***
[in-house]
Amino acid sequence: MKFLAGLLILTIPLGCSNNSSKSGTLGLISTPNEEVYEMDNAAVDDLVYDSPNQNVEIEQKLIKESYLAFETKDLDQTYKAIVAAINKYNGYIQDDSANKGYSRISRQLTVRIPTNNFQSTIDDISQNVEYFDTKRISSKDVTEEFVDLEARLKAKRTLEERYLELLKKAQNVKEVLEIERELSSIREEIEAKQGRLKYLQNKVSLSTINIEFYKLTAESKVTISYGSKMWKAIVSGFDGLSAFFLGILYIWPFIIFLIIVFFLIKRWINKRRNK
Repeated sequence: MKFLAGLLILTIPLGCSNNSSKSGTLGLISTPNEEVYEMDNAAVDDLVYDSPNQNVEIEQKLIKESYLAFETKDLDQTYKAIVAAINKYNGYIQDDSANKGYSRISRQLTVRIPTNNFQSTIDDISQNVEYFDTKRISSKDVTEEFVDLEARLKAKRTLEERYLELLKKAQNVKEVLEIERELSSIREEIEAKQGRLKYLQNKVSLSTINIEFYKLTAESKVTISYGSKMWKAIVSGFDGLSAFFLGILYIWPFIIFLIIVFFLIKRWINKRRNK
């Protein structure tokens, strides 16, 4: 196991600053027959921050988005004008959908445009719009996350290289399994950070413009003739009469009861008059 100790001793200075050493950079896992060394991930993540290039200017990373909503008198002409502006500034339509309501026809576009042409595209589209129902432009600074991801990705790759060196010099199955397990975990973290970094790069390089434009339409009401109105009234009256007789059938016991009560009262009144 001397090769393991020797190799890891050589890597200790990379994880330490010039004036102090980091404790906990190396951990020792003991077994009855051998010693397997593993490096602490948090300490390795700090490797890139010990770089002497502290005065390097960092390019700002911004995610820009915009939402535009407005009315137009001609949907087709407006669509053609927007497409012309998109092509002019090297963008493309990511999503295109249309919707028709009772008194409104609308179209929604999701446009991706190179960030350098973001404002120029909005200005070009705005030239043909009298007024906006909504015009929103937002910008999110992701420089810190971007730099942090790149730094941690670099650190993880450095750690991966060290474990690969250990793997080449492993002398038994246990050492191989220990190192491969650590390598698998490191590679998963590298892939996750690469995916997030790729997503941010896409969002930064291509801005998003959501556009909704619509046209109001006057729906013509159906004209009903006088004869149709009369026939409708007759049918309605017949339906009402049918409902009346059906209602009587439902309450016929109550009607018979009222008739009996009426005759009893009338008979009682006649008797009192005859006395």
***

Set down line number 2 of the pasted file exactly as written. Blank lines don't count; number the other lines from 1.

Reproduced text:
Amino acid sequence: MKFLAGLLILTIPLGCSNNSSKSGTLGLISTPNEEVYEMDNAAVDDLVYDSPNQNVEIEQKLIKESYLAFETKDLDQTYKAIVAAINKYNGYIQDDSANKGYSRISRQLTVRIPTNNFQSTIDDISQNVEYFDTKRISSKDVTEEFVDLEARLKAKRTLEERYLELLKKAQNVKEVLEIERELSSIREEIEAKQGRLKYLQNKVSLSTINIEFYKLTAESKVTISYGSKMWKAIVSGFDGLSAFFLGILYIWPFIIFLIIVFFLIKRWINKRRNK